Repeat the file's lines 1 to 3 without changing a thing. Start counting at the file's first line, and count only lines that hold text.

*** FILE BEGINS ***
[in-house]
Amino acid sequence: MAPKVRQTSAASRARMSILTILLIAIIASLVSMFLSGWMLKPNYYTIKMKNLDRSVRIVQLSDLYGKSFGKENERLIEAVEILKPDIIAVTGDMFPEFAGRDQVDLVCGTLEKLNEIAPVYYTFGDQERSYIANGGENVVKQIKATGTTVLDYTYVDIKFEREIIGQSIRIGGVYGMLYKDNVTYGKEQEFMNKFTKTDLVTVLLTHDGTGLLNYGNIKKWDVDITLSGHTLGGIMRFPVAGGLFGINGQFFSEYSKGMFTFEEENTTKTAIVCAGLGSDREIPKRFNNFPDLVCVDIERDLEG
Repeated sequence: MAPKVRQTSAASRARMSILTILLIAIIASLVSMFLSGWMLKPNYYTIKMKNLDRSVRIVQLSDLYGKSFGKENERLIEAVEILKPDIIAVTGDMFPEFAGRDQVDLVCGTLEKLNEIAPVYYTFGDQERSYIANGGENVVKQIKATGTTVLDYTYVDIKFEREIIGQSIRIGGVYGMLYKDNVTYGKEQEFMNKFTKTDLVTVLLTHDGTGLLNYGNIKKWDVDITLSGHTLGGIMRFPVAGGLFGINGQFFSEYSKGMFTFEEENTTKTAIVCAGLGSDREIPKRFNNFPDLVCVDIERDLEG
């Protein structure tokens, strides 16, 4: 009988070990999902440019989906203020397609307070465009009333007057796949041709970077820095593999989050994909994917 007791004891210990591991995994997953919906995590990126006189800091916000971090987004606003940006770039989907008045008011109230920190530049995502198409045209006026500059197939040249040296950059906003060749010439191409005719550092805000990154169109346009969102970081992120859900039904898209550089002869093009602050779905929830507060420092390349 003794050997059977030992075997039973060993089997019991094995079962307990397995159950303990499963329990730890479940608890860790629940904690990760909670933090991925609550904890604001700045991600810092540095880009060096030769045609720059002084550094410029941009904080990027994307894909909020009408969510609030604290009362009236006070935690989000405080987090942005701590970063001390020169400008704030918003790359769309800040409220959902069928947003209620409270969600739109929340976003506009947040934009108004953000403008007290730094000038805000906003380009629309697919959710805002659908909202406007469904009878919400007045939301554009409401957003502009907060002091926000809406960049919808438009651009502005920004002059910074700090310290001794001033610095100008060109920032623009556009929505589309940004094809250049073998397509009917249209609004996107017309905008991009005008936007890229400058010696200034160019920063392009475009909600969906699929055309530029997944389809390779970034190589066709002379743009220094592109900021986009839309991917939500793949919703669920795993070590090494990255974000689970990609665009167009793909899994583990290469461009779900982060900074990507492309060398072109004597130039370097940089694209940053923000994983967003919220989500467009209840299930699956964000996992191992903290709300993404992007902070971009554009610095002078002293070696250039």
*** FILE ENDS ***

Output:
[in-house]
Amino acid sequence: MAPKVRQTSAASRARMSILTILLIAIIASLVSMFLSGWMLKPNYYTIKMKNLDRSVRIVQLSDLYGKSFGKENERLIEAVEILKPDIIAVTGDMFPEFAGRDQVDLVCGTLEKLNEIAPVYYTFGDQERSYIANGGENVVKQIKATGTTVLDYTYVDIKFEREIIGQSIRIGGVYGMLYKDNVTYGKEQEFMNKFTKTDLVTVLLTHDGTGLLNYGNIKKWDVDITLSGHTLGGIMRFPVAGGLFGINGQFFSEYSKGMFTFEEENTTKTAIVCAGLGSDREIPKRFNNFPDLVCVDIERDLEG
Repeated sequence: MAPKVRQTSAASRARMSILTILLIAIIASLVSMFLSGWMLKPNYYTIKMKNLDRSVRIVQLSDLYGKSFGKENERLIEAVEILKPDIIAVTGDMFPEFAGRDQVDLVCGTLEKLNEIAPVYYTFGDQERSYIANGGENVVKQIKATGTTVLDYTYVDIKFEREIIGQSIRIGGVYGMLYKDNVTYGKEQEFMNKFTKTDLVTVLLTHDGTGLLNYGNIKKWDVDITLSGHTLGGIMRFPVAGGLFGINGQFFSEYSKGMFTFEEENTTKTAIVCAGLGSDREIPKRFNNFPDLVCVDIERDLEG